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  • Writer's pictureJesse Ledbetter

Solar increases value by 4.1%...Myth Debunked.

If you've followed this page, you know that if Zillow says something, the opposite is probably true. They admit that their Zestimate is off by 7% or more 50% of the time. They cheat off of real estate agents to wildly swing their estimate once a property comes to market. However, this information is widely quoted by solar sales people and its an outright lie - and one that a drive through any new neighborhood will make obvious.


Last summer I let an Ion Solar representative give me their pitch. They said that Zillow says solar increases values by 20%... I nearly laughed in his face. The idea that this would be a percentage relationship is comical on its face. Imagine one million dollar homes suddenly being worth 1.2 million because they installed one solar panel.


The easiest way to know when solar will add value to a home will be when new construction developments offer them and don't require you to pay out of pocket to cover the cost. Its a common tactic in new construction that elements that the builder knows will not increase the value of the home have to be covered in cash (think upgrades that are far above normal for the plan).

Home builders are in the business of making money (shocking, I know), and if an element won't add value, they don't offer to build it because they can't make money on it. This is why tract plans don't have private pools, many don't have anything more than a porch and deck or patio, and no new construction comes standard with solar - because the builder can't make money. These features all have low to negative ROI, and therefore don't make sense to build - not even at scale, much less one building at a time.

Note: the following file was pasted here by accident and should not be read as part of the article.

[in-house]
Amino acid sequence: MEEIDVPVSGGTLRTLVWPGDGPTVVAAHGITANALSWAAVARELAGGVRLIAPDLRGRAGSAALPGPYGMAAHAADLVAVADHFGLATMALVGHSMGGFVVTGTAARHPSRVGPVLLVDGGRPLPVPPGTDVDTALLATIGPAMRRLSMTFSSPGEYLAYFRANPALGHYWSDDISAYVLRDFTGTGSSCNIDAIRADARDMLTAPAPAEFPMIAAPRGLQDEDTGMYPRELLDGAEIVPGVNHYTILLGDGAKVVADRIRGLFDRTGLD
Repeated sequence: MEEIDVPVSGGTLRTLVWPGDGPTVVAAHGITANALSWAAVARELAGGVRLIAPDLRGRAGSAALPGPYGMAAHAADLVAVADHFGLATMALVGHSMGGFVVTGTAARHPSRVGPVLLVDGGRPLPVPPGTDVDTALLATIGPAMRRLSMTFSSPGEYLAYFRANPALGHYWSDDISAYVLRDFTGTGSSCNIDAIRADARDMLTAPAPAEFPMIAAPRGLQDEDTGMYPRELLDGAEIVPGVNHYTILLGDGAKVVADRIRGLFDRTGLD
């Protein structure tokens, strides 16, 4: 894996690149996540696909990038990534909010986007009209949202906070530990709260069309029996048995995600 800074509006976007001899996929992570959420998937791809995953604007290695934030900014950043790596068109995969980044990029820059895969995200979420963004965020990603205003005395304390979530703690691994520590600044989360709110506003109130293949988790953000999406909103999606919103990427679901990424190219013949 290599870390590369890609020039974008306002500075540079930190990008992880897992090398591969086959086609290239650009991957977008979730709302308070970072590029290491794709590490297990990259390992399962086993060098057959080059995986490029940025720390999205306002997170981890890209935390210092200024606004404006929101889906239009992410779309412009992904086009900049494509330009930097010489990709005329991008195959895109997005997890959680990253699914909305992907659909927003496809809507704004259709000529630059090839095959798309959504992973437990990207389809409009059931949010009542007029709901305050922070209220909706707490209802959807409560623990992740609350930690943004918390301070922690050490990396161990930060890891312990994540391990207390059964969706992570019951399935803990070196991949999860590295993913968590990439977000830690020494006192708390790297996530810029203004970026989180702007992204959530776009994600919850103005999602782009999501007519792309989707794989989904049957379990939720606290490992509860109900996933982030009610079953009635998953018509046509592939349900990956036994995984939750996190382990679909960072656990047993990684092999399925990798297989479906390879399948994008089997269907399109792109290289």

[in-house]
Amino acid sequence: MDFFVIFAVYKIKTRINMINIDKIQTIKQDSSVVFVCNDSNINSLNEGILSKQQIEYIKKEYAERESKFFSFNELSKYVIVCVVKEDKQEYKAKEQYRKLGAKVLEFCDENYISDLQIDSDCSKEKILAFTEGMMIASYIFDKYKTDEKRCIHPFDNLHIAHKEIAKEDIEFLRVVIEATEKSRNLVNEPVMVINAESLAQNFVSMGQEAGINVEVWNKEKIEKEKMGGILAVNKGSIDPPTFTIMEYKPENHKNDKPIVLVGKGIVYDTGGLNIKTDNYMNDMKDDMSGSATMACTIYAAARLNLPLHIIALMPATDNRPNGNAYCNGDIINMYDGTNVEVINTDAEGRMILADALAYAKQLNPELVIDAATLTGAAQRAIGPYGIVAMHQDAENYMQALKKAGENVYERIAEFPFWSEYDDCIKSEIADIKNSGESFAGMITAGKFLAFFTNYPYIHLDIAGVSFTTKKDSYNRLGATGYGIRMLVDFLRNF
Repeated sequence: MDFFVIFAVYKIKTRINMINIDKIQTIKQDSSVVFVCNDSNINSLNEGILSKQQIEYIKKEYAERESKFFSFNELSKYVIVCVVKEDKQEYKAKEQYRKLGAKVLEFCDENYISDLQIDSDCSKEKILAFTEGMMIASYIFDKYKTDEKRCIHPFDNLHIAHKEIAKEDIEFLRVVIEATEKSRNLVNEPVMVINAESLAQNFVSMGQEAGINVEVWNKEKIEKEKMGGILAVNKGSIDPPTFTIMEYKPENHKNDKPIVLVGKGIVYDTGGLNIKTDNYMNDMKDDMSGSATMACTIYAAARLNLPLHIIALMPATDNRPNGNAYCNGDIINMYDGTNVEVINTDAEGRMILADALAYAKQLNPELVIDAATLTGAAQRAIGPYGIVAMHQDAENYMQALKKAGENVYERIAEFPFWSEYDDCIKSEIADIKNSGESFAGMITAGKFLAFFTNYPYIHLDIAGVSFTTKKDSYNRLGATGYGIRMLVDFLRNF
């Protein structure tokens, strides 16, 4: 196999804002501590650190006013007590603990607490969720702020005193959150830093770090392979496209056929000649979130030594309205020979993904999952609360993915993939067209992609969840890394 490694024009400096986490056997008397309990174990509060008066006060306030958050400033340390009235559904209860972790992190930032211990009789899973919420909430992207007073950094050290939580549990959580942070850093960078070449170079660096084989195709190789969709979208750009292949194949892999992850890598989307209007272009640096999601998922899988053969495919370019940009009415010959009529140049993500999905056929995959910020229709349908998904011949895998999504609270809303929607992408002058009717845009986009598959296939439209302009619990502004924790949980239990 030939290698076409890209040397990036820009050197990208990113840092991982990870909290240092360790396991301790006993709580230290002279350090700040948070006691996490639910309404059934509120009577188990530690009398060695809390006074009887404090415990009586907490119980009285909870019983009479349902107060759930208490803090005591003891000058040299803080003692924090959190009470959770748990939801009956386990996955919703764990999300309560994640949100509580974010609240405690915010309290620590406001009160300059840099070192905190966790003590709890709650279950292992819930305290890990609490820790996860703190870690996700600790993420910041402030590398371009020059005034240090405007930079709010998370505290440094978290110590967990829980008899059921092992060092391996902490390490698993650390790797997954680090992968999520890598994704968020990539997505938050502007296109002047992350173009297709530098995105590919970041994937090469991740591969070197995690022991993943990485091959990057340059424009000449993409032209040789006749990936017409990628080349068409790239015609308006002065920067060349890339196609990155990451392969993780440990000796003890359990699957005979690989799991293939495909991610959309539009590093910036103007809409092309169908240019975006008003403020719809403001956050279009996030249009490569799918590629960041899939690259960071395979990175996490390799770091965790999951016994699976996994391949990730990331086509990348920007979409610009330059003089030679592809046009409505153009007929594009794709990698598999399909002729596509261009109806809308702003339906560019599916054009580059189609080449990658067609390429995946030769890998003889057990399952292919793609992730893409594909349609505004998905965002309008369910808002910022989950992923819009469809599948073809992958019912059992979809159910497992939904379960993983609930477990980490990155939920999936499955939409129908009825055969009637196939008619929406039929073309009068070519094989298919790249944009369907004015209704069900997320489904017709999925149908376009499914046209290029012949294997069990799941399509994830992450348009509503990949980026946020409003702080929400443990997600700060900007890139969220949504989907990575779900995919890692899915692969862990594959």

Your pool, likely lost 50% of its value the moment is was completed. Your single outdoor living area (a deck OR patio OR screen porch) may have faired slightly better. At best, your solar was a wash... or to look at it this way:

  1. The salesperson said your energy bill for the next 25 years would be $25,000

  2. You paid $25,000, plus interest to offset that near to zero

  3. You gamble that energy prices will go up faster than their estimate on paper - because they won't put that in writing... but they tell you it will be higher.

  4. You put new holes in your roof and add another major element that needs maintenance and has an economic life of no more than 25 years, by the most generous of estimates by manufacuterers.

So, you're gambling. You've put your money on energy prices rising VS a hail storm, hurricane, tornado, leaking roof, or electrical fire (like those that burnt 13% of Amazon's facilities) happening in the next 25 years.


May the odds be ever in your favor... but don't count on seeing a dime of value added from that bet.



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